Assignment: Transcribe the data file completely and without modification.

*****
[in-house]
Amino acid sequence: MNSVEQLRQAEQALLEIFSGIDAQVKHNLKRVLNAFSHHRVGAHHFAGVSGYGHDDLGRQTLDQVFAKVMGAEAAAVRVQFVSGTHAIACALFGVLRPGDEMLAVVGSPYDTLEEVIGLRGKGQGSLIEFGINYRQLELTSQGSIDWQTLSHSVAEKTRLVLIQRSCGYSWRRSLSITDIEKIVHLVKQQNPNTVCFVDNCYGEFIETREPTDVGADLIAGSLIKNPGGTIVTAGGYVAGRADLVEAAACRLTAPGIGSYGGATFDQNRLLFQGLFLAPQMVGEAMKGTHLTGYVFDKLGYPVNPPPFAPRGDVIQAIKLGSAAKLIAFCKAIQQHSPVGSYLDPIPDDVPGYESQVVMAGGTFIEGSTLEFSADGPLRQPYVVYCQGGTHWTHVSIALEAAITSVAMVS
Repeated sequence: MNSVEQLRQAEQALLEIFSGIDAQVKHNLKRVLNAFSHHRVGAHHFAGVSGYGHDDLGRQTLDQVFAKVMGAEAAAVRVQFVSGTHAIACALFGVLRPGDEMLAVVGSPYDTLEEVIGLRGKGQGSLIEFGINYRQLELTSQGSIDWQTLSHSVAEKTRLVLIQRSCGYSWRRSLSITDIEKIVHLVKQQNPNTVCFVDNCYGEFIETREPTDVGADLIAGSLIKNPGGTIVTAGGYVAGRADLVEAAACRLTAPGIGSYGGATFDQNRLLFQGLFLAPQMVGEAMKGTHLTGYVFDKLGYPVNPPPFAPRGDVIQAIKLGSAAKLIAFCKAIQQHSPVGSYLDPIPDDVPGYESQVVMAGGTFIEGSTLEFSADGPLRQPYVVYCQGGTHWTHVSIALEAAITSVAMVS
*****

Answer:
[in-house]
Amino acid sequence: MNSVEQLRQAEQALLEIFSGIDAQVKHNLKRVLNAFSHHRVGAHHFAGVSGYGHDDLGRQTLDQVFAKVMGAEAAAVRVQFVSGTHAIACALFGVLRPGDEMLAVVGSPYDTLEEVIGLRGKGQGSLIEFGINYRQLELTSQGSIDWQTLSHSVAEKTRLVLIQRSCGYSWRRSLSITDIEKIVHLVKQQNPNTVCFVDNCYGEFIETREPTDVGADLIAGSLIKNPGGTIVTAGGYVAGRADLVEAAACRLTAPGIGSYGGATFDQNRLLFQGLFLAPQMVGEAMKGTHLTGYVFDKLGYPVNPPPFAPRGDVIQAIKLGSAAKLIAFCKAIQQHSPVGSYLDPIPDDVPGYESQVVMAGGTFIEGSTLEFSADGPLRQPYVVYCQGGTHWTHVSIALEAAITSVAMVS
Repeated sequence: MNSVEQLRQAEQALLEIFSGIDAQVKHNLKRVLNAFSHHRVGAHHFAGVSGYGHDDLGRQTLDQVFAKVMGAEAAAVRVQFVSGTHAIACALFGVLRPGDEMLAVVGSPYDTLEEVIGLRGKGQGSLIEFGINYRQLELTSQGSIDWQTLSHSVAEKTRLVLIQRSCGYSWRRSLSITDIEKIVHLVKQQNPNTVCFVDNCYGEFIETREPTDVGADLIAGSLIKNPGGTIVTAGGYVAGRADLVEAAACRLTAPGIGSYGGATFDQNRLLFQGLFLAPQMVGEAMKGTHLTGYVFDKLGYPVNPPPFAPRGDVIQAIKLGSAAKLIAFCKAIQQHSPVGSYLDPIPDDVPGYESQVVMAGGTFIEGSTLEFSADGPLRQPYVVYCQGGTHWTHVSIALEAAITSVAMVS